Dr Cooks Brown Leather Bitless Bridle
Dr Cook Bitless Bridle. Brown leather. New with tag, only tried on once.
Cob Size. Fits my 14.2 Arab cross and could fit larger.
From the Dr Cook's Website:..
Benefits of The (Dr Cook's) Bitless Bridle - in Brief
Kinder Control: No more metal in the mouth. Man has been controlling the horse by applying pressure in one of the most sensitive parts of the horse's body. 'Natural Horse-Man-Ship', is now more readily available to everyone with the introduction of the crossover (crossunder) Bitless Bridle. The horse is happier, performance improved and the partnership with man more willing.
Safety & Security: Better "brakes". At no time can the rider be denied control. Your horse cannot "get-the-bit-between-its-teeth". With this crossover (cross-under) Bitless Bridle, a rider cannot inflict pain.
Painfree Poll Pressure, not Poll Flexion: The Bitless Bridle controls by non-painful pressure on the poll, cheek and nose by a double loop system. It allows for a more natural position of the head and neck. Control is no longer dependent on painful mouth pressure, poll flexion and partial asphyxia. The Bitless Bridle pushes, whereas the bit pulls.
More Oxygen & More Engergy: Because your horse is not so flexed at the poll, which obstructs the airway at the throat, and because it is not retracting its tongue behind the bit, which causes the soft palate to rise and further obstruct the airway, it obtains more oxygen and, therefore, has more energy. Because it no longer "fights the bit" it wastes less energy and has more for performance.
Freedom of the Neck: The new bridle permits that freedom of the neck so essential for any athlete. The neck of a horse that leans on the bit tends to be tight and rigid. Stiffness of gait follows and the power, grace and rhythm of a horse's natural movement is forfeited.
Increased Concentration: The bit constitutes an impediment to performance. It initiates digestive system responses (salivation, chewing, tongue and palate movement) which are counterproductive. Eliminating the bit, allows the horse's nervous system to concentrate on breathing and galloping, rather than trying to respond simultaneously to signals that are diametrically opposed to exercise. Neither human nor horse should be asked to eat AND exercise.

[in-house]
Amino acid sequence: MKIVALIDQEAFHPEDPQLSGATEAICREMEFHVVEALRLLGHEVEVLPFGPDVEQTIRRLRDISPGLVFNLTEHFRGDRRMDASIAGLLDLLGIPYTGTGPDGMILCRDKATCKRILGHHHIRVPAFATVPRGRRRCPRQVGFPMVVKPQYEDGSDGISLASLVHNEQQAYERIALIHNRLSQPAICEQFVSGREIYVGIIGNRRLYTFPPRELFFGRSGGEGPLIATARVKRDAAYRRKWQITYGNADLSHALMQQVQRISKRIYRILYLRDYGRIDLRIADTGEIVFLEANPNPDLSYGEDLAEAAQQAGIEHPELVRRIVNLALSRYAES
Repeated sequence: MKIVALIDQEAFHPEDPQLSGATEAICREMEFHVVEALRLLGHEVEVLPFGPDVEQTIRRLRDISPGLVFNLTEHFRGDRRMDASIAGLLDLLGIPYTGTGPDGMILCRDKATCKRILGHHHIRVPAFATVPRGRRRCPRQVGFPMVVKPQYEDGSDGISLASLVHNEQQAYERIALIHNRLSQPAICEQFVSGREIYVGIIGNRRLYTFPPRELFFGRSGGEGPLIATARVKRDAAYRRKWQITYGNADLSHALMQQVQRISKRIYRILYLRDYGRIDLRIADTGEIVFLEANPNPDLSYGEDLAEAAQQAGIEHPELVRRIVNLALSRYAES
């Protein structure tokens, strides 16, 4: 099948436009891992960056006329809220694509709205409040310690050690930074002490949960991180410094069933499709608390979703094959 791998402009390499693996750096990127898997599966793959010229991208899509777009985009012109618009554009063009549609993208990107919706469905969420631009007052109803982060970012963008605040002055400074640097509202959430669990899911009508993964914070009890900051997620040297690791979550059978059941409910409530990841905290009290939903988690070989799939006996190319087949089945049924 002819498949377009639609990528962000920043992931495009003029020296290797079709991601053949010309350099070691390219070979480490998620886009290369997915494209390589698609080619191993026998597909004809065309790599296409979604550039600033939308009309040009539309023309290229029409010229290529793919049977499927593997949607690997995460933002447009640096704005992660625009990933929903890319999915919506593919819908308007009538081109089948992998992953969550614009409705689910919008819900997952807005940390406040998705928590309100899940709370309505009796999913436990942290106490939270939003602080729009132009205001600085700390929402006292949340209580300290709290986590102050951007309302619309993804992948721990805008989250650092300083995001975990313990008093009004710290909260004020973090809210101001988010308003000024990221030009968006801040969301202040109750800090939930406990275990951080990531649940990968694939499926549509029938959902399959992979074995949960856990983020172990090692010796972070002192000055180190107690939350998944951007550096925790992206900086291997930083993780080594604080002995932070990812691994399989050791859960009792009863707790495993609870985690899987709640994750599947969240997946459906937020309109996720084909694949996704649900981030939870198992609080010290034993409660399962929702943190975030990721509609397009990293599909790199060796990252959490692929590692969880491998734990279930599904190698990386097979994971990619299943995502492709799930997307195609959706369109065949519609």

Improved Performance: The Bitless Bridle improves a horse's balance. It lightens the forehand, lengthens the stride, strengthens impulsion and increases speed. Improved performance can be anticipated in all types of activity from dressage to racing.
Reduced Risk of Breakdowns: A horse that is less heavy on the forehand puts less strain on the bones, joints, tendons and ligaments of the forelegs.
No More Evasion of the Bit: Banishing the bit is the obvious cure for the common and all too familiar problems that are known to be caused by the bit. It may also alleviate a number of problems that are not currently associated with the bit; e.g., headshaking, flipping the palate; epiglottal entrapment and bleeding from the lungs.
No Need for Tongue-ties: These additional encumbrances are now rendered obsolete, as asphxiating tongue and soft palate movement is no longer initiated.
Do you have a head-shaking horse? A bit can trigger facial neuralgia and this, in turn, can be the cause of headshaking. (Read more about headshaking, including so-called 'seasonal headshaking', 'allergic' and 'light-sensitive' horses- The Bit as the cause of the Headshaking Syndrome)
Does your horse swallow its tongue? This is caused by the horse retracting its tongue away from the bit.
Dorsal Displacement of the Soft Palate (DDSP)? Also known as 'flipping the palate', and 'choking-up' - this results from the above and from horse's attempts to eat and excercise simultaneously.
Does your horse make a noise? Retraction of the tongue lifts the soft palate, narrows the airway, and causes the horse to 'roar'.
Is your horse heavy on the forehand? The bit unbalances your horse and reduces impulsion.
Are you a riding instructor who doesn't want to risk a novice to damaging the mouth of your fully-trained horse?
The Bitless Bridle is the answer.
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